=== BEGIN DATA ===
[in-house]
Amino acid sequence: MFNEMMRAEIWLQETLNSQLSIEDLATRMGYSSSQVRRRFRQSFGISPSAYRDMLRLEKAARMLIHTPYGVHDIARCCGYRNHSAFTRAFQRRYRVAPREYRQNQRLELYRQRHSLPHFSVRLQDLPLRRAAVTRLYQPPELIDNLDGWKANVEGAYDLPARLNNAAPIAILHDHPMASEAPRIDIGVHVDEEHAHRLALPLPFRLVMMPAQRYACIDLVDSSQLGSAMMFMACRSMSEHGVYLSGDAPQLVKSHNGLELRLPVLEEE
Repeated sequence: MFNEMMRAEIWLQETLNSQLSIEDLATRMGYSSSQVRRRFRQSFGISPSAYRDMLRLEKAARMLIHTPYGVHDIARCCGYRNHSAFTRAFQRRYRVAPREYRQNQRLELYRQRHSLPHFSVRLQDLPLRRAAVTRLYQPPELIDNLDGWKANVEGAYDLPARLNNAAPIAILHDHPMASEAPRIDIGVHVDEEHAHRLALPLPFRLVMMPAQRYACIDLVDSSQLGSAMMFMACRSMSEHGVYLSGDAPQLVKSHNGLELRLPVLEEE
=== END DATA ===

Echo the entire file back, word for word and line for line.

[in-house]
Amino acid sequence: MFNEMMRAEIWLQETLNSQLSIEDLATRMGYSSSQVRRRFRQSFGISPSAYRDMLRLEKAARMLIHTPYGVHDIARCCGYRNHSAFTRAFQRRYRVAPREYRQNQRLELYRQRHSLPHFSVRLQDLPLRRAAVTRLYQPPELIDNLDGWKANVEGAYDLPARLNNAAPIAILHDHPMASEAPRIDIGVHVDEEHAHRLALPLPFRLVMMPAQRYACIDLVDSSQLGSAMMFMACRSMSEHGVYLSGDAPQLVKSHNGLELRLPVLEEE
Repeated sequence: MFNEMMRAEIWLQETLNSQLSIEDLATRMGYSSSQVRRRFRQSFGISPSAYRDMLRLEKAARMLIHTPYGVHDIARCCGYRNHSAFTRAFQRRYRVAPREYRQNQRLELYRQRHSLPHFSVRLQDLPLRRAAVTRLYQPPELIDNLDGWKANVEGAYDLPARLNNAAPIAILHDHPMASEAPRIDIGVHVDEEHAHRLALPLPFRLVMMPAQRYACIDLVDSSQLGSAMMFMACRSMSEHGVYLSGDAPQLVKSHNGLELRLPVLEEE